A Travellerspoint blog

A Visit to the Palace


semi-overcast 21 °C

I've been to London tonnes of times over the years, but always as a day trip - it's less than an hour away so I've always seen it in small bitesize chunks. Therefore I've never blogged about these trips before as they've not been a 'holiday'. But the most recent visit was very much a tourist day out, so here's the story!

We had originally planned to visit on the Saturday, but for the first time in years, the middle weekend of July had atrocious weather - Friday being a complete washout, and Saturday even having a weather warning for extremely gusty wind, so we cancelled our trip. It was only on Saturday itself that we decided to resurrect our plans and go the following day instead.

The benefit of going on a Sunday was that we could see the Changing of the Guard, which I'd always missed before, as I'm never there at the right times.

We made sure we got an early train so that we'd be in London in time. After swapping to the Underground, we arrived at Victoria, and had a quick look at Westminster Cathedral.

Westminster Cathedral

Westminster Cathedral

This is the mother church for English & Welsh Catholicism, and arriving just after 10am, a service was in progress. The building has a very unique design, and inside had a very dark ceiling. Quite bizarre for an English building.

We then made our way around the corner to Buckingham Palace, which was already packed. Changing of The Guard wasn't for another 40 minutes, but already we had to make do with standing behind several people.

The weather was nice, a little too hot when the sun did come out, but cooled by the passing clouds. It didn't take too long before the preparations for the parade started in advance of the actual ceremony

Changing of the Guard

Changing of the Guard

The guardsmen came over from St. James' Palace, marching to music and then performed a ceremony at the very front of Buckingham Palace. It was interesting to watch, but with the additional 45 minutes needed to get a pot to view it makes it quite a long time to stand in one space. Nice to see it but I wouldn't rush back to see again!

Our next activity was to go inside the palace itself. We'd managed to book some tickets for 11am, and the entrance was just around the corner. We headed over, went through the security search, picked up our audio guide and then were inside.

The palace is only open in the summer months when the royals are in Scotland, and this year featured a fascinating additional display of the outfits and items involved in May's Coronation.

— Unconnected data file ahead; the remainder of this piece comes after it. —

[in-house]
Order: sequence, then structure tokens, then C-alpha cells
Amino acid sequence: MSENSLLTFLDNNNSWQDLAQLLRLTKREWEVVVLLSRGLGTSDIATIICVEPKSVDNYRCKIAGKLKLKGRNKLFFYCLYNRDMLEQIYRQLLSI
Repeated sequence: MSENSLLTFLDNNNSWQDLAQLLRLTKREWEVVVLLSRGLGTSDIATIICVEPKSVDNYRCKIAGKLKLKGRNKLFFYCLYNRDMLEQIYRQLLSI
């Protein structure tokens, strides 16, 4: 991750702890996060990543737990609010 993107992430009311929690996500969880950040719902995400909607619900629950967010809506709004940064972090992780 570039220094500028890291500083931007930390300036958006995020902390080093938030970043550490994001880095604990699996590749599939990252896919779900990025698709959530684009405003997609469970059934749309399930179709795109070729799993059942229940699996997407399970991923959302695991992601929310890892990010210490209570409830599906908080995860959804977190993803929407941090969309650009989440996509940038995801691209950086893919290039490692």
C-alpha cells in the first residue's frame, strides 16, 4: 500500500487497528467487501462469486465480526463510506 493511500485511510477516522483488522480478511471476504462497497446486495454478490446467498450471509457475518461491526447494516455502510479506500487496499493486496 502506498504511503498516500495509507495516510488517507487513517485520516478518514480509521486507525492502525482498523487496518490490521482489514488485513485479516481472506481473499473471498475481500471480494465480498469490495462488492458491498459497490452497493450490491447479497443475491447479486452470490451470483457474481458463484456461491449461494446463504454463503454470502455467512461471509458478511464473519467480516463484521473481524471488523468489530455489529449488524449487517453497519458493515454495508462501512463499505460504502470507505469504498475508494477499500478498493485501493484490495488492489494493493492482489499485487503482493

We took a look at those, as well as the beautifully decorated rooms. The most shocking thing is just how small the palace actually is. We got to look at around half of the back of the palace, and yet we were only inside for around 90 minutes.

We headed out into the garden, and after popping into the gift shop, walked through the Palace Gardens, exiting through the back entrance.

In the Garden

In the Garden

We then caught a bus from Victoria and headed across the river to Battersea, where we walked over to the Power Station. This art deco building was constructed in 1929, and powered up to a fifth of London before it was eventually closed in 1983. Due to the architectural value, it was Grade II listed, despite no one knowing what to do with it.

Battersea Power Station

Battersea Power Station

After many years of hopeless proposals, in October 2022 it was finally reopened, this time as a mixed use development of flats and an entertainment complex. We took a look around the vast space, both outside and in, before getting on the newly constructed Battersea Power Station tube station, and heading north towards to Archway.

I normally spend all my time in Central London, having seen places like Tower Bridge, Covent Garden and Westminster loads of times. But rarely if ever have I seen any of the sights just outside.

Once we arrived at Archway, we took a bus up the hill and walked through Waterlow Park before arriving at Highgate Cemetery. This cemetery is the final resting place of many famous people, and is separated into two different sides.

We started at the older and quite landscaped West side. It's quite hilly, and as we walked through the trees, we passed George Michael and Alexander Litvinenko's graves.

Alexander Litvinenko's Grave

Alexander Litvinenko's Grave

We then arrived at the Egyptian Avenue - a vaulted gateway, which leads on to the grand Circle of Lebanon, a circular sunken tomb complex.

Circle of Lebanon

Circle of Lebanon

Having looked around this side, we then made our way back to the East side, the newer and more structured part, which bizarrely includes the Tomb of Karl Marx. The tomb is also many times larger than those around looking completely out of place!

Karl Marx's Tomb

Karl Marx's Tomb

By now it had been quite a long day, so we decided to head back to King's Cross to grab some dinner, before we then made our way home.

With many more places in London to still see - particularly on the south side of the river, I'm sure there'll be another visit sooner or later!


Posted by kmmk17 16:20 Archived in United Kingdom Tagged palace cathedral royal macabre

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